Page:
Managing Post-merger Integration in Cross-border Transactions
Managing post-merger integration in cross-border transactions is interesting as it applies a layer of complexity to an already challenging process.
12 November 2015
For anyone that’s attended an M&A conference over the past few years I’d wager that you sat through a presentation on either: a) cross-border dealmaking, or, b) managing post-merger integration (PMI). There are decent odds that both were on the agenda. I’m as guilty as anyone for proverbially beating these expired horses, having moderated and spoken on numerous panels touching on both subjects. But what about managing PMI in cross-border transactions? For anyone interested in M&A it’s a fun topic to explore as it applies a layer of complexity to an already challenging process.
One of the most frequently cited PMI obstacles is managing the combination of two distinct cultures, and the resultant impact on the people comprising the newly formed organization. Even in mergers between two companies domiciled in the same country there are often major corporate culture considerations that need to be addressed. The level of autonomy afforded to employees, processes for decision-making, and each company’s general appetite for risk, are just a few of the numerous business philosophies that need to be reconciled. As an employee, any M&A transaction is viewed with uncertainty and this feeling is intensified when dealing with a foreign counter-party.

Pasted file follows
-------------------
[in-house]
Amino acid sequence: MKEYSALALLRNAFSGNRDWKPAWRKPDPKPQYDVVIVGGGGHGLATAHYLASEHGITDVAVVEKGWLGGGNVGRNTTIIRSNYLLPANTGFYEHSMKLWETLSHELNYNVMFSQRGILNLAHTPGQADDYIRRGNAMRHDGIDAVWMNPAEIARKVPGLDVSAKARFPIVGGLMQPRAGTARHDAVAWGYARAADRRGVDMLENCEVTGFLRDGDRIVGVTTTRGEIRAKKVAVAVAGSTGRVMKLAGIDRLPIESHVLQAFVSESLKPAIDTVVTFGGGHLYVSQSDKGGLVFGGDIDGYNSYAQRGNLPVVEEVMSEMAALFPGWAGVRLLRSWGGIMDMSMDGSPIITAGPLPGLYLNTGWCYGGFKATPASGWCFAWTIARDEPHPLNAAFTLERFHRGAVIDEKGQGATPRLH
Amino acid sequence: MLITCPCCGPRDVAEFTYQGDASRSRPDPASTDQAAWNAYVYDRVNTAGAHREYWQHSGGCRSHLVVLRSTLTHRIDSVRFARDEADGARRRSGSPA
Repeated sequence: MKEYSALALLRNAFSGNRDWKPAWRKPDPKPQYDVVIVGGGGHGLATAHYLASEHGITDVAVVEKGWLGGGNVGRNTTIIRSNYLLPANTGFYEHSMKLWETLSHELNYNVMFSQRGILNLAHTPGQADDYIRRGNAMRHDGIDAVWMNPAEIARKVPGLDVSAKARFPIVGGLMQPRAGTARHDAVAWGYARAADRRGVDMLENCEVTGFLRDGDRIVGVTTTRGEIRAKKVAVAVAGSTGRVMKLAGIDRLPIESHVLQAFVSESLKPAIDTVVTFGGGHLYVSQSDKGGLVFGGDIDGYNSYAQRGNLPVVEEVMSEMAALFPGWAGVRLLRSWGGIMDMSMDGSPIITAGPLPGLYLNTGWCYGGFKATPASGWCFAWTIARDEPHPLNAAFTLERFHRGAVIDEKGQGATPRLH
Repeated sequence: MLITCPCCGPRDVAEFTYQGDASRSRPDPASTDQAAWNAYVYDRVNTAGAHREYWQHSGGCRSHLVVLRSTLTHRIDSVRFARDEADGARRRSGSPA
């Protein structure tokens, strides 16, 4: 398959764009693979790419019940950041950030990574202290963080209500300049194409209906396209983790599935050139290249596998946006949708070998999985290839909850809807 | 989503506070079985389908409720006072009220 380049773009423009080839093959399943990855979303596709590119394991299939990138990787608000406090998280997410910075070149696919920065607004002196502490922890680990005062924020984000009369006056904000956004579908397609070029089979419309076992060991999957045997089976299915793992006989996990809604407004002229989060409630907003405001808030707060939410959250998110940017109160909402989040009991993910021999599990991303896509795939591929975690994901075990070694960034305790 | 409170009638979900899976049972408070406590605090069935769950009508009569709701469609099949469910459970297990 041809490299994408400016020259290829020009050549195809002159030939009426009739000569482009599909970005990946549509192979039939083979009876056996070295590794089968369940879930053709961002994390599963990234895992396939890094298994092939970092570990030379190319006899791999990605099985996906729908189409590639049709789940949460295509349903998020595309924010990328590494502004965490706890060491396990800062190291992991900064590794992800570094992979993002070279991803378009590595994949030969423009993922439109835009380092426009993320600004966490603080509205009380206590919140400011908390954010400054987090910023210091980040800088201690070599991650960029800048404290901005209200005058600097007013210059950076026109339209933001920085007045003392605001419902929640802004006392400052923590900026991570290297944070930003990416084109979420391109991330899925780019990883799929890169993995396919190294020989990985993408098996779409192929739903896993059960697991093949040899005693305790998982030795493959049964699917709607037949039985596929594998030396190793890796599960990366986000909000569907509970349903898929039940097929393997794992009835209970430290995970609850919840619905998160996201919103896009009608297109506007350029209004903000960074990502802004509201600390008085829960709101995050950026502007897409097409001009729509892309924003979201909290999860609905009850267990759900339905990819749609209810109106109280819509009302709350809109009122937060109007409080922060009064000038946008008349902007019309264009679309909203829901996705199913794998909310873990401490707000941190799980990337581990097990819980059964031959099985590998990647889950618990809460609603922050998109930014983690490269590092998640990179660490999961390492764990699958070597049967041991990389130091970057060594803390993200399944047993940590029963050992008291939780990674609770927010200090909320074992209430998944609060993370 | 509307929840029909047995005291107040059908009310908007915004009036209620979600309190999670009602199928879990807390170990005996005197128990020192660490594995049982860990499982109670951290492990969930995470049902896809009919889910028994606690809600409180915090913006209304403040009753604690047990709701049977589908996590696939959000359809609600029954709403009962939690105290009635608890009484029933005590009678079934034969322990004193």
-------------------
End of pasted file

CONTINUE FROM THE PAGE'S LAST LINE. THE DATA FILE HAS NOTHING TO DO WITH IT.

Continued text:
These “soft” issues look pretty dicey from my vantage point. Trying to navigate through these corporate culture challenges while simultaneously dealing with real cultural matters (e.g. language differences, currency strategies, religious customs, holiday schedules, etc.) seems like a daunting task.
The universal piece of guidance proffered by those that have successfully led cross border integration boils down to one key factor: communication. The willingness and ability of the newly formed leadership team to communicate early and often is a critical success factor. This isn’t too surprising as communication is key to any PMI project, but it’s importance cannot be overstated — especially when so many of these “soft” topics can derail progress and hinder even the best intentioned of deals.
As Director of Strategy and Product Marketing, Mr. Collins is responsible for driving the growth of Intralinks’ Corporate Development platform, including the company’s offerings for facilitating both buyside and sellside transactions.